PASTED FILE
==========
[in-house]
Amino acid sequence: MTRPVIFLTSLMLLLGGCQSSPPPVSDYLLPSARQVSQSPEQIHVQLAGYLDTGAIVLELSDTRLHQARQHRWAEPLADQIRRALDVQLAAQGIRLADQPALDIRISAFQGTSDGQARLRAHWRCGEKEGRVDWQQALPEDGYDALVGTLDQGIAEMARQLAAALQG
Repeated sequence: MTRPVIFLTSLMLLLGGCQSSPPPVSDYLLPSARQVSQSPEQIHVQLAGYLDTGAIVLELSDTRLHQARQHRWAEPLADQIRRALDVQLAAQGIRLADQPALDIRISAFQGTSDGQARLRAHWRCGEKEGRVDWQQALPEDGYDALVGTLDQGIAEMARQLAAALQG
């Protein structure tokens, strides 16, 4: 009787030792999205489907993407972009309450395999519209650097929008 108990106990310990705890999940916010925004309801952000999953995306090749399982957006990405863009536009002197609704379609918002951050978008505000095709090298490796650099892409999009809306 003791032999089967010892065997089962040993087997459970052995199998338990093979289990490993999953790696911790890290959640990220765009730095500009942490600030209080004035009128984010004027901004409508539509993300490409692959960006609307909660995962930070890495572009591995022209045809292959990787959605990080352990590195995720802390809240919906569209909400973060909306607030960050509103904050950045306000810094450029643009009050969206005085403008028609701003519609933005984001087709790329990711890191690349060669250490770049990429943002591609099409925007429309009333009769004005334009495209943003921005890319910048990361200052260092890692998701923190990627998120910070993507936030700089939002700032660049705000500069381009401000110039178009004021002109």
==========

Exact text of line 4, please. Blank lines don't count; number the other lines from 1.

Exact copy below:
């Protein structure tokens, strides 16, 4: 009787030792999205489907993407972009309450395999519209650097929008 108990106990310990705890999940916010925004309801952000999953995306090749399982957006990405863009536009002197609704379609918002951050978008505000095709090298490796650099892409999009809306 003791032999089967010892065997089962040993087997459970052995199998338990093979289990490993999953790696911790890290959640990220765009730095500009942490600030209080004035009128984010004027901004409508539509993300490409692959960006609307909660995962930070890495572009591995022209045809292959990787959605990080352990590195995720802390809240919906569209909400973060909306607030960050509103904050950045306000810094450029643009009050969206005085403008028609701003519609933005984001087709790329990711890191690349060669250490770049990429943002591609099409925007429309009333009769004005334009495209943003921005890319910048990361200052260092890692998701923190990627998120910070993507936030700089939002700032660049705000500069381009401000110039178009004021002109």